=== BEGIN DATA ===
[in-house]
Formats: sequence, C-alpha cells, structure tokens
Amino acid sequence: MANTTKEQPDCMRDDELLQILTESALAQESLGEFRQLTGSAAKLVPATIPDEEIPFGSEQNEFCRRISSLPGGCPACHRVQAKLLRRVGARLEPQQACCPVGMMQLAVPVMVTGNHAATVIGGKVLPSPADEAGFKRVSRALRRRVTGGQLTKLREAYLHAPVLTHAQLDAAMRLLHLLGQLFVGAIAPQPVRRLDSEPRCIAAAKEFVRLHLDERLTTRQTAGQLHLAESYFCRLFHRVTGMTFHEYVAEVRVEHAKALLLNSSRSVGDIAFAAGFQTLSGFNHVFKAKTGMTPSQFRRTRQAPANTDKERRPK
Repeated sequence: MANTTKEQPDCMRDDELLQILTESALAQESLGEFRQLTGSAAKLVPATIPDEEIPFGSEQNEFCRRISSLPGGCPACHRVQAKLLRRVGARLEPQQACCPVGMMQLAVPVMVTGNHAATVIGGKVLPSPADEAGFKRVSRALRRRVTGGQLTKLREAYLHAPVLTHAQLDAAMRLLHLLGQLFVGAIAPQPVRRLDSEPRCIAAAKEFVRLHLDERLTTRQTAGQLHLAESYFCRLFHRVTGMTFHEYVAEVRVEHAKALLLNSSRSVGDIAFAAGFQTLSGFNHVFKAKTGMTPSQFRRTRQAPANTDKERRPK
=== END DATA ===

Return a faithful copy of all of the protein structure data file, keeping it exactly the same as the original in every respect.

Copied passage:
[in-house]
Formats: sequence, C-alpha cells, structure tokens
Amino acid sequence: MANTTKEQPDCMRDDELLQILTESALAQESLGEFRQLTGSAAKLVPATIPDEEIPFGSEQNEFCRRISSLPGGCPACHRVQAKLLRRVGARLEPQQACCPVGMMQLAVPVMVTGNHAATVIGGKVLPSPADEAGFKRVSRALRRRVTGGQLTKLREAYLHAPVLTHAQLDAAMRLLHLLGQLFVGAIAPQPVRRLDSEPRCIAAAKEFVRLHLDERLTTRQTAGQLHLAESYFCRLFHRVTGMTFHEYVAEVRVEHAKALLLNSSRSVGDIAFAAGFQTLSGFNHVFKAKTGMTPSQFRRTRQAPANTDKERRPK
Repeated sequence: MANTTKEQPDCMRDDELLQILTESALAQESLGEFRQLTGSAAKLVPATIPDEEIPFGSEQNEFCRRISSLPGGCPACHRVQAKLLRRVGARLEPQQACCPVGMMQLAVPVMVTGNHAATVIGGKVLPSPADEAGFKRVSRALRRRVTGGQLTKLREAYLHAPVLTHAQLDAAMRLLHLLGQLFVGAIAPQPVRRLDSEPRCIAAAKEFVRLHLDERLTTRQTAGQLHLAESYFCRLFHRVTGMTFHEYVAEVRVEHAKALLLNSSRSVGDIAFAAGFQTLSGFNHVFKAKTGMTPSQFRRTRQAPANTDKERRPK